If you’ve been a victim of company cutbacks or branch closures, you might want to hide your demotion. The first thing you need to do is get rid of dates. For example, if you were hired as a branch manager and later demoted to a sales executive, instead of dating both the positions, you can put something like this:

Hired as Branch Manager (short summary of duties here)

Accomplishments as a Branch Manager (list your achievements as branch manager here)

  • Employment Gaps

The best way to address employment gaps is by filling them with activities such as volunteer work, taking up certifications or courses, managing family assets or estates, or working on soft skills via groups like Toastmasters. Here’s a short article that I wrote on framing your experiences during employment gaps.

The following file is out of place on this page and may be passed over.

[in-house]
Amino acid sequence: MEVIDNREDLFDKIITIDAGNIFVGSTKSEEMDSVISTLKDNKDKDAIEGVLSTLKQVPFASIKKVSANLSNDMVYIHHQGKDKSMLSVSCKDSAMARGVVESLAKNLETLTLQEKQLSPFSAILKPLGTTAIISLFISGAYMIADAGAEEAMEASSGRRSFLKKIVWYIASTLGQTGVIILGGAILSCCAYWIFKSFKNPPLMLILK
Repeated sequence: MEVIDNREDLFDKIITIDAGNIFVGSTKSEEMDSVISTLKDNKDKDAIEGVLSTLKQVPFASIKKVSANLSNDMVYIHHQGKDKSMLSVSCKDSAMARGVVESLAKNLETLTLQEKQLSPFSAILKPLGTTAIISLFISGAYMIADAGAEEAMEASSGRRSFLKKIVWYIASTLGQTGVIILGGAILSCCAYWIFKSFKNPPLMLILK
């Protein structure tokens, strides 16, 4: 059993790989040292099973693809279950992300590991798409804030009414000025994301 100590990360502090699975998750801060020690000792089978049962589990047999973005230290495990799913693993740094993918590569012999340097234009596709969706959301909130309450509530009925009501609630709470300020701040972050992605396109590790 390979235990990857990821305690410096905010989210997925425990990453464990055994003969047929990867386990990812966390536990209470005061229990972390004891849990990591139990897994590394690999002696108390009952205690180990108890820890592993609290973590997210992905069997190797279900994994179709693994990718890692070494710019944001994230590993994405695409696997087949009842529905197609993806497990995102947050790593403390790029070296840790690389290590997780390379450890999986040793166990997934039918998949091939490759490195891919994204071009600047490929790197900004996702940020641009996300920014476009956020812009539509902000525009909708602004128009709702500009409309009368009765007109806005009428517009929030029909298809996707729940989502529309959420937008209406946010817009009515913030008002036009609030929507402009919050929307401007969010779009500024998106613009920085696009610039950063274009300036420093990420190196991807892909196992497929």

• Job Hopping/Career Change

Employers are wary of hiring job hoppers because they come across as flighty. An effective way to prove to employers that you are loyal is to look for recommendations from your workplace and paste them at the bottom of your work experience. Here’s a detailed guide on soliciting the strongest possible recommendations from your previous bosses.

Step four – Accomplishments

Creating an impressive experience section is critical to enticing readers and keeping them engaged throughout the hiring process. The more quickly you can make the case that you are a highly skilled professional, the more leverage you’ll have during the salary negotiation process.